Your hometown is still going to be named that tomorrow right?
How about within the next year, or next decade? I wouldn't be too sure.
As it turns out, our world and its many place-names staying the same cannot be taken for granted.
Here are some notable places that have had their name changed (some more than once) in the past 100 years.
Istanbul > Constantinople > New Rome > Byzantium
Ancient city Byzantium was around as early as 657 B.C. In 330 AD the Roman emperor Constantine the Great changed the city’s name to New Rome, which didn't really stick, so he name the city after himself and called it Constantinople (wouldn't we all?).
It's a mouthful, and the people of the time agreed, by the 1400's it was often referred to as Istinpolin, a shortening of the tongue twister.
Then came the Turks in 1930 with the no-nonsense decision to change the name formally to Istanbul. Rumors has it the reason was to make it easier to print on stamps.
Kyiv > Kiev
When Ukraine gained independence from the USSR in 1991 they promptly changed names from the historical Russian spelling to a Ukrainian spelling, faithful to the city founder's name Kyi. Hopefully another name change will not be happening any time soon.
Ho Chi Mihn City > Saigon > Gia Dinh > Prey Nokor
This city in Vietnam started out as a trading port of the Khmer Empire and was originally called Prey Nokor.The Vietnamese were moved in around 1800 and changed the name to Gia Dinh or "Blissful Peace".
When the French took over the city in 1862, it was given the name Saigon. It eventually became the capital of South Vietnam. Saigon is said to be an etymology of the word Sai (meaning “firewood”) and Gon (meaning “stick”). More importantly those Frenchmen introduced Baguettes into Vietnamese cuisine (Bánh Mì)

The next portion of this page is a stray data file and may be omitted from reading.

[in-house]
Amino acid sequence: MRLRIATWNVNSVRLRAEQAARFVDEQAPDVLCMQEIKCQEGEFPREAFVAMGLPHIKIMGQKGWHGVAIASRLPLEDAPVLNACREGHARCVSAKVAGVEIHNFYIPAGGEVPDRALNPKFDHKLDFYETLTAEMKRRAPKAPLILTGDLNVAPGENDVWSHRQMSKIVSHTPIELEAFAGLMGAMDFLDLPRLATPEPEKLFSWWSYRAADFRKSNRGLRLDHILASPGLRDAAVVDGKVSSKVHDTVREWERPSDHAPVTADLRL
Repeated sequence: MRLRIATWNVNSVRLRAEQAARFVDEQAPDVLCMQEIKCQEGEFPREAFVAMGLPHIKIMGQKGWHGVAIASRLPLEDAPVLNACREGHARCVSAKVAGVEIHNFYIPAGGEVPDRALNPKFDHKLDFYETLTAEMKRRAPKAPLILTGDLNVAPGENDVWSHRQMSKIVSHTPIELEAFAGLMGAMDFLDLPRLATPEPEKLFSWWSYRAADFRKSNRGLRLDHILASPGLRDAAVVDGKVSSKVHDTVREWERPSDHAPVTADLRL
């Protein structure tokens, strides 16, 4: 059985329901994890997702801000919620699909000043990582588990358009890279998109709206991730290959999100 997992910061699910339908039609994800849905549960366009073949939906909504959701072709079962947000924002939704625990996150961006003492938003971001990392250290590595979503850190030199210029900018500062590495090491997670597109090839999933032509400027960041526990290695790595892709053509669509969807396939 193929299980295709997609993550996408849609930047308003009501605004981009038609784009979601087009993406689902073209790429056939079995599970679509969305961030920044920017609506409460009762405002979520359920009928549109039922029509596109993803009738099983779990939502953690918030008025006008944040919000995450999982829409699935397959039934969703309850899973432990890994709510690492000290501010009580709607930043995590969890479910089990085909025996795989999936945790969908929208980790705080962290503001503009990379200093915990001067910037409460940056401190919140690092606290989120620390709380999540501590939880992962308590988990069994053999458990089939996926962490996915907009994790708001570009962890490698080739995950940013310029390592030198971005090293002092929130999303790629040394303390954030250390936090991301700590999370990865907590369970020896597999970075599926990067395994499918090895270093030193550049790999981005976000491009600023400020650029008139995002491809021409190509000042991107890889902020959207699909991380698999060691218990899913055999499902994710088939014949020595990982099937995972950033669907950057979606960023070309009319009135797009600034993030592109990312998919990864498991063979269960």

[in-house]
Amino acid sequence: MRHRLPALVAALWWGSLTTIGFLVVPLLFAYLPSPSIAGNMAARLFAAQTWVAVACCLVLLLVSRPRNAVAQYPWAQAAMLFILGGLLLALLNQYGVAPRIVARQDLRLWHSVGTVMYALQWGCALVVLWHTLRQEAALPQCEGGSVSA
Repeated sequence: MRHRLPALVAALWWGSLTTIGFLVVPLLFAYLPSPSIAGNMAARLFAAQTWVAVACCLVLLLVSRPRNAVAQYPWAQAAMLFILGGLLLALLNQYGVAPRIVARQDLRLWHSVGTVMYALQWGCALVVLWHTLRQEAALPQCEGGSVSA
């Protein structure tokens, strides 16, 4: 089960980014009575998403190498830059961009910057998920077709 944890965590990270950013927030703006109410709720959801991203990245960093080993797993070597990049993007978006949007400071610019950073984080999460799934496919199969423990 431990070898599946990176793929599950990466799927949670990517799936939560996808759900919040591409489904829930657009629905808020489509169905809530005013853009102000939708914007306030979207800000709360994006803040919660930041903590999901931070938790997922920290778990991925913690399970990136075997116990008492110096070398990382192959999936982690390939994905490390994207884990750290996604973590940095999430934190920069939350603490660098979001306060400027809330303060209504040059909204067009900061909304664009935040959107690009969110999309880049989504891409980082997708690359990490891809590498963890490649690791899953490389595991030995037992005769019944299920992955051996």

In 1975, South Vietnam lost the war against North Vietnam. The country was then reunified and the city was given the name that it has today. It’s been named in honor of North Vietnam’s most revered leader - Ho Chi Minh.
These days, the name of Saigon has stuck with the locals. Perhaps, as a way of defiance by the south towards the north.
St. Petersburg > Leningrad > Petrograd > St. Petersburg
The city was founded by Peter the Great - the first Emperor of Russia. With his intent on modernizing his empire, he sought to have a strategic trading port to the rest of Europe. Supposedly, it was named the "City of Peter" to honor the Apostle, not himself. Sure...
When war broke out in 1914, the city was renamed Petrograd in order to have a more Russian sounding name. 10 years later in 1924, it was renamed Leningrad, meaning Lenin’s City after. Who else?
In 1991, as a way of honoring their history, the Russians living in the city voted in a referendum to bring back the original name of the city to St. Petersburg. Affectionately, they call it simply “Peter”.
Lake Calhoun (Minnesota) > Lake Maka Ska
Right before I moved to Los Angeles I lived next to a major lake in the Minneapolis area, Lake Calhoun. The neighborhood next to it shared the same name.
Apparently the guy Calhoun was a right bast**d and the locals finally decided he didn't deserve a whole place named after him. So they went with the Dakota name Bde Maka Ska.
This is incredibly jarring to me when I visit, but you can't argue with this stuff. Change moves forward. Still trying to figure out how to pronounce the whole mouthful though. Bee-dee Mah-kah-skah? or Boh-dee?
Let us know in the comments.